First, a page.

Marital Contract Recording Act

happy newly married husband and wife

Marriage Is God-Given

There is a way to bring marriage in Tennessee back to God’s definition—between a man and a woman—through enactment of Senate Bill 562/House Bill 233, known as the Marital Contract Recording Act (MCRA).

Understanding the Reason for the Bill

The Marital Contract Recording Act (MCRA) addresses problems created by the U.S. Supreme Court’s decision regarding the state male-female marriage licensing schemes and the way the state of Tennessee has been administering it male-female marriage licensing statutes since Obergefell v. Hodges in 2015. The MCRA can be reviewed at this link.
No state official has ever been prohibited by federal court order from adhering to this provision in Tennessee’s Constitution in regard to the administration of the marriage licensing law for Tennessee residents:

Any policy or law or judicial interpretation, purporting to define marriage as anything other than the historical institution [think “common law’] and legal contract between one man and one woman, is contrary to the public policy of this state and shall be void and unenforceable in Tennessee. 

Nevertheless, state and local officials have administered the license law as if the legislature had amended it to delete the requirement that applicants for a license be a “male and female.” But that creates a problem for people who believe marriage is defined exclusively and exhaustively in terms of male and female as husband and wife.

The Problem Officials Have Created for Certain Male and Female Couples
Couples can get a license for a marriage defined without regard to sex, but a man and woman cannot get a license for a marriage defined exclusively and exhaustively in terms of man and woman.

The state has created a new kind of relationship it still calls “marriage,” and the only license available for this new kind of marital relationship. But the new kind is for any two people, which is a wholly different thing from a marriage defined exclusively and exhaustively as a man and woman. In fact, the way officials are interpreting the law, they have  abolished the concept of marriage defined exclusively and exhaustively in terms of man and woman as husband and wife.

Think of it like this. The way the law is being interpreted is akin to our elected officials saying, “Triangles are geometric objects that can have more than three sides. But we are not changing the definition of a triangle. We are just ‘expanding’ what is ‘eligible’ to be called a triangle.”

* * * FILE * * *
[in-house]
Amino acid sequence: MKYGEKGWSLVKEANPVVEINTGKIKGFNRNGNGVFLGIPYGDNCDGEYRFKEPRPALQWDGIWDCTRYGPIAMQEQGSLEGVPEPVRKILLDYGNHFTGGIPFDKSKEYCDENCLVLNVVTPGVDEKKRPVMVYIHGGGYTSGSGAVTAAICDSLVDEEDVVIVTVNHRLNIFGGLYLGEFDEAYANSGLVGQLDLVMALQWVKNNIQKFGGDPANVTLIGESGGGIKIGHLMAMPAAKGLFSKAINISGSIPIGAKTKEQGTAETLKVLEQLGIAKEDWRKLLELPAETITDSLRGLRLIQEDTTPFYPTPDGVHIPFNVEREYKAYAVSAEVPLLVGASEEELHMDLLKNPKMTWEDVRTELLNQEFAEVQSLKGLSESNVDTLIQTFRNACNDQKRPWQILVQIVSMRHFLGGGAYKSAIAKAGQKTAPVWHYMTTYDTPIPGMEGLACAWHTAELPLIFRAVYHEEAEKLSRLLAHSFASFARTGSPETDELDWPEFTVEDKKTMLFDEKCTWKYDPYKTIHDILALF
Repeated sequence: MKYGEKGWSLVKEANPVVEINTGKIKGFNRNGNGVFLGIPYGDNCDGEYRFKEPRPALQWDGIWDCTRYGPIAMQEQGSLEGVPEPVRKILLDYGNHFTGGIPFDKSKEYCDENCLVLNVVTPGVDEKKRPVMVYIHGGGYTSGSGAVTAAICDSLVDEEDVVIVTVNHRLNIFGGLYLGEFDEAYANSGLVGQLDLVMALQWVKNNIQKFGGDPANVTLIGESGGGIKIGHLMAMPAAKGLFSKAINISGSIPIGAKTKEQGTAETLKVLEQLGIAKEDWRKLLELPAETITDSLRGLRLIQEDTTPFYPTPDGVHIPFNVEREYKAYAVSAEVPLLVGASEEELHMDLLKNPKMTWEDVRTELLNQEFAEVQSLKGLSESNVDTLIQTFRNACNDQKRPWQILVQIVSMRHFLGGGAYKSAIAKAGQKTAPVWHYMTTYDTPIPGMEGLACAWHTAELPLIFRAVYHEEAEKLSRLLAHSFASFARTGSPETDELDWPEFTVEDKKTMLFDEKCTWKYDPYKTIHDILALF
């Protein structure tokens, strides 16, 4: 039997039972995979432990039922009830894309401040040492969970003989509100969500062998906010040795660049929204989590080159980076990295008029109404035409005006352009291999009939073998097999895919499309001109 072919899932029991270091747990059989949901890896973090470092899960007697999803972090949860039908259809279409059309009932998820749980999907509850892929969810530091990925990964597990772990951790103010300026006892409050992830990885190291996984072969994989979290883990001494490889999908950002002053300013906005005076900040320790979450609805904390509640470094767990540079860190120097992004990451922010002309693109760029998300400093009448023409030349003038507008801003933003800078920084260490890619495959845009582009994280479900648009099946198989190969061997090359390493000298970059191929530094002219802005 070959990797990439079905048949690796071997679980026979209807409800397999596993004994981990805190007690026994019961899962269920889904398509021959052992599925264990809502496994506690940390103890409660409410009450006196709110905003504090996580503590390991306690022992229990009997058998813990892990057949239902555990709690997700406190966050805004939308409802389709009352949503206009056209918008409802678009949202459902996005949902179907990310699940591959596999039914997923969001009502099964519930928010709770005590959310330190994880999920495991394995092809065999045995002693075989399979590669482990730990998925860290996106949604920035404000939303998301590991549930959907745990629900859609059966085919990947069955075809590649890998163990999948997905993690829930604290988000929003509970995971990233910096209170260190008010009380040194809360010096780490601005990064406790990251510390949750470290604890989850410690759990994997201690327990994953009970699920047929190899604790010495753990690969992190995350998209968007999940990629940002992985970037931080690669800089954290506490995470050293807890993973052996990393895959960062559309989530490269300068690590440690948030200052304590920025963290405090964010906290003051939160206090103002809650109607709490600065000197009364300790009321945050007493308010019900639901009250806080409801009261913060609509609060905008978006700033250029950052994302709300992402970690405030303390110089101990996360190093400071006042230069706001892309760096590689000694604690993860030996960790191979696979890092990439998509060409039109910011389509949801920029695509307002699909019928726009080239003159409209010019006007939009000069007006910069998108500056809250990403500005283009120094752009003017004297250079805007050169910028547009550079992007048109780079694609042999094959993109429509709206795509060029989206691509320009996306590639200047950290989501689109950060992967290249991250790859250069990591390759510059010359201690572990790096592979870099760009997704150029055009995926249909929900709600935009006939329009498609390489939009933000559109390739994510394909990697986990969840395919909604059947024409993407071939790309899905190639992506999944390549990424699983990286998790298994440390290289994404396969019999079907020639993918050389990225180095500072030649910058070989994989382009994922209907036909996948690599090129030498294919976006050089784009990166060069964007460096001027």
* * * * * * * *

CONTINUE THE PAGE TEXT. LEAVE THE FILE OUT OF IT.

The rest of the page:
We would all know this is pure spin! Whatever that geometric “thing” would now be, it is not a triangle because, by definition, a triangle cannot have but three sides. Triangles are defined exclusively and exhaustively as a geometric shape composed of only three lines. Similarly, a marriage that can be defined as made up of persons other than a man and woman is not a marriage defined as a man and woman.

The Problem Officials Have Created for Certain Ministers

This creates a particular problem for ministers who believe God has defined marriage exclusively and exhaustively as a man and woman and want to solemnize a marriage for a couple who believe the same way. The minister can solemnize the marriage, but unless the minister signs the license and state certificate of marriage and files them with the county clerk, thereby certifying the marriage was according to state law’s understanding of marriage, then Tennessee will give no public recognition of the marital relationship! None. 

How the MCRA solves These Two Problems 
MCRA will solve this “rock and hard place” problem for couples who want to enter into a marital relationship defined exclusively and exhaustively as husband and wife. It solves the problem by adding a provision to the state’s statutory law by which County Clerks can accept for filing a document evidencing the fact that the man and woman have entered into a husband and wife marital relationship. The document is a means by which a husband and wife can provide notice to the public of their marital relationship. 
MCRA will also solve the “rock and hard place” problem or ministers, because they will not have to sign the record of the marriage that the husband and wife will file.

A Helpful Analogy to Understanding the Act
Think of buying and selling one’s home and recording a deed and you will have the picture. Persons wanting to sell and buy a home do not have to get a license to do so. As long as a court would say the parties had the legal capacity to enter into a contract and no fraud or misrepresentation was committed, the contract would be upheld. But the parties to the real estate contract provide proof of the contract and its completion by filing a deed.